Dispersal predicts hybrid zone widths across animal diversity: Implications for species borders under incomplete reproductive isolation
McEntee, Jay; Burleigh, J. Gordon; Singhal, Sonal (2020), Dispersal predicts hybrid zone widths across animal diversity: Implications for species borders under incomplete reproductive isolation, Dryad, Dataset, https://doi.org/10.5061/dryad.nvx0k6dnr
Hybrid zones occur as range boundaries for many animal taxa. One model for how hybrid zones form and stabilize is the tension zone model, a version of which predicts that hybrid zone widths are determined by a balance between random dispersal into hybrid zones and selection against hybrids. Here, we examine whether random dispersal and proxies for selection against hybrids (genetic distances between hybridizing pairs) can explain variation in hybrid zone widths across 131 hybridizing pairs of animals. We show that these factors alone can explain ~40% of the variation in zone width among animal hybrid zones, with dispersal explaining far more of the variation than genetic distances. Patterns within clades were idiosyncratic. Genetic distances predicted hybrid zone widths particularly well for reptiles, while this relationship was opposite tension zone predictions in birds. Lastly, the data suggest that dispersal and molecular divergence set lower bounds on hybrid zone widths in animals, indicating there are geographic restrictions on hybrid zone formation. Overall, our analyses reinforce the fundamental importance of dispersal in hybrid zone formation, and more generally in the ecology of range boundaries.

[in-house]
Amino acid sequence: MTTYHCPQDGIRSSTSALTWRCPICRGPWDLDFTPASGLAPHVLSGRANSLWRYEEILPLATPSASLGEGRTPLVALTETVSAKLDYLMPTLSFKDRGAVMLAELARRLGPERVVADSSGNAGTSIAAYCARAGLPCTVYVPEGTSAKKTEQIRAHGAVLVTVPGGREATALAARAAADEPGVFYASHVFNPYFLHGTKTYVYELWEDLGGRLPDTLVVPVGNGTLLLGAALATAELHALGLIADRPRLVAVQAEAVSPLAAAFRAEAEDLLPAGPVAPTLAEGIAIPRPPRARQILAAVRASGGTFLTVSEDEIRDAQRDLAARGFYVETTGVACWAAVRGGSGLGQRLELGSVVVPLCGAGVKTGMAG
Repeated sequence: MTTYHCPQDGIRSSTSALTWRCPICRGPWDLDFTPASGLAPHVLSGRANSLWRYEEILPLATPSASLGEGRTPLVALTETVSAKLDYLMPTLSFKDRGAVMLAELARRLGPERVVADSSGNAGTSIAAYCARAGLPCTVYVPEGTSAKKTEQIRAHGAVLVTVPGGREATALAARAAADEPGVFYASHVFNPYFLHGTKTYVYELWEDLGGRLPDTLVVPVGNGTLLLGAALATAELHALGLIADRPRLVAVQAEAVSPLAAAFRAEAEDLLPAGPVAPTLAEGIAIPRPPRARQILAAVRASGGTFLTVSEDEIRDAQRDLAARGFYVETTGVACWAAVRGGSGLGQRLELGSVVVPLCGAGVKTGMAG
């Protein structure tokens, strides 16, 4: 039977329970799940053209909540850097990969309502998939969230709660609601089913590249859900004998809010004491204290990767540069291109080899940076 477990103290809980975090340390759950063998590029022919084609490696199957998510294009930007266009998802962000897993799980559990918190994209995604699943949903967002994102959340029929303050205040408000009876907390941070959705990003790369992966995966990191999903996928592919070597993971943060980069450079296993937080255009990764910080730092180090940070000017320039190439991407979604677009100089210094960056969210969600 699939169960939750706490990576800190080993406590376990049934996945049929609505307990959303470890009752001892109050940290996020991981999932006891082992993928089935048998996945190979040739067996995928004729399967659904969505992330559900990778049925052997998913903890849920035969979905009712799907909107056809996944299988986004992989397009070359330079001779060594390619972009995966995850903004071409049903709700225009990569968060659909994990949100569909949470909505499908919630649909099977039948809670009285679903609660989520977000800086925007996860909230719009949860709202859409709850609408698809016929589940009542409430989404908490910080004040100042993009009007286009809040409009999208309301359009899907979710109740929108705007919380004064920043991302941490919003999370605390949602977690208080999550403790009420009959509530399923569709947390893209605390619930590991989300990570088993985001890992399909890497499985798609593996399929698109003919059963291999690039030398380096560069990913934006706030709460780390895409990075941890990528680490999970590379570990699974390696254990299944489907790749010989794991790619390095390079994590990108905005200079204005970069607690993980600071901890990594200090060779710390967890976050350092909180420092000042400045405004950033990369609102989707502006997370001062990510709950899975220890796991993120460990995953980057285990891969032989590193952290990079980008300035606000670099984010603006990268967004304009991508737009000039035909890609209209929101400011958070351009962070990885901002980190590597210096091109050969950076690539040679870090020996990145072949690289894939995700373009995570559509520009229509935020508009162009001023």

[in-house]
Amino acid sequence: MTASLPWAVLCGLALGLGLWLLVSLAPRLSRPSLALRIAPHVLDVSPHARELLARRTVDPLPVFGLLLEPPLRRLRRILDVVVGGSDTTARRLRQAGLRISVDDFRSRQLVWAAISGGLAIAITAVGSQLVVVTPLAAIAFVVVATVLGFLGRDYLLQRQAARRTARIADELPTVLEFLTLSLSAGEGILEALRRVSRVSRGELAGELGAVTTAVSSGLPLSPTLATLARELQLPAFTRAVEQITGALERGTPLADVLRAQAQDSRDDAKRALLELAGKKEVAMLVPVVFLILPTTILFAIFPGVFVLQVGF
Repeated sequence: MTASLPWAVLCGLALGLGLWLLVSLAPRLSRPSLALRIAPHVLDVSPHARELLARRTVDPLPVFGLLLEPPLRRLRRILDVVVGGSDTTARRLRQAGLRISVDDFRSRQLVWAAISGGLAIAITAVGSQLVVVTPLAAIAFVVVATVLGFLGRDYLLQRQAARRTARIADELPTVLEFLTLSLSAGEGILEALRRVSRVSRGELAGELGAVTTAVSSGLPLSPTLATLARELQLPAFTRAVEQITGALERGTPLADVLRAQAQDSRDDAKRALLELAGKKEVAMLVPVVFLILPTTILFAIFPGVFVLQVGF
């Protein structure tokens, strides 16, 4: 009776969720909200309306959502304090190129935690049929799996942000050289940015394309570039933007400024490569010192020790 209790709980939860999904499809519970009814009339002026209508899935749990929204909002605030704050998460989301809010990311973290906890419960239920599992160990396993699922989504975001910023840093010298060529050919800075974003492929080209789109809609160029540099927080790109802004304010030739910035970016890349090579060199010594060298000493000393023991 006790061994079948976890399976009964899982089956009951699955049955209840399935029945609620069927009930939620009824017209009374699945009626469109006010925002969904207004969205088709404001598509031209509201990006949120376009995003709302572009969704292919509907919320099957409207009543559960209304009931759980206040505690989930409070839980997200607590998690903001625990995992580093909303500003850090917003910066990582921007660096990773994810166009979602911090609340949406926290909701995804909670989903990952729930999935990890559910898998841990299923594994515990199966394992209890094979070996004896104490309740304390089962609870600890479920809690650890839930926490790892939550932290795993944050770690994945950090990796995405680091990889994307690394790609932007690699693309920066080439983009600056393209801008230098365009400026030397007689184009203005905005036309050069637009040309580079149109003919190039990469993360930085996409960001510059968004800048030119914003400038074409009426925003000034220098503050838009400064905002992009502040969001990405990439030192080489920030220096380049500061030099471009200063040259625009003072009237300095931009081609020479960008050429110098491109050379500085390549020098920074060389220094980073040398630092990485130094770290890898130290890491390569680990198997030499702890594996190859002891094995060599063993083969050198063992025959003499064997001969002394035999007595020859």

These data were culled from a meta-analysis of over 150 studies of 131 hybrid zone systems.
Also included are the scripts available on GitHub, zipped for archival purposes: https://github.com/singhal/hz_metaanalysis
Data on column descriptions are available as Appendix Table A1 & A2. Inline citations are referenced in the 'References for Online Enhancement Only'.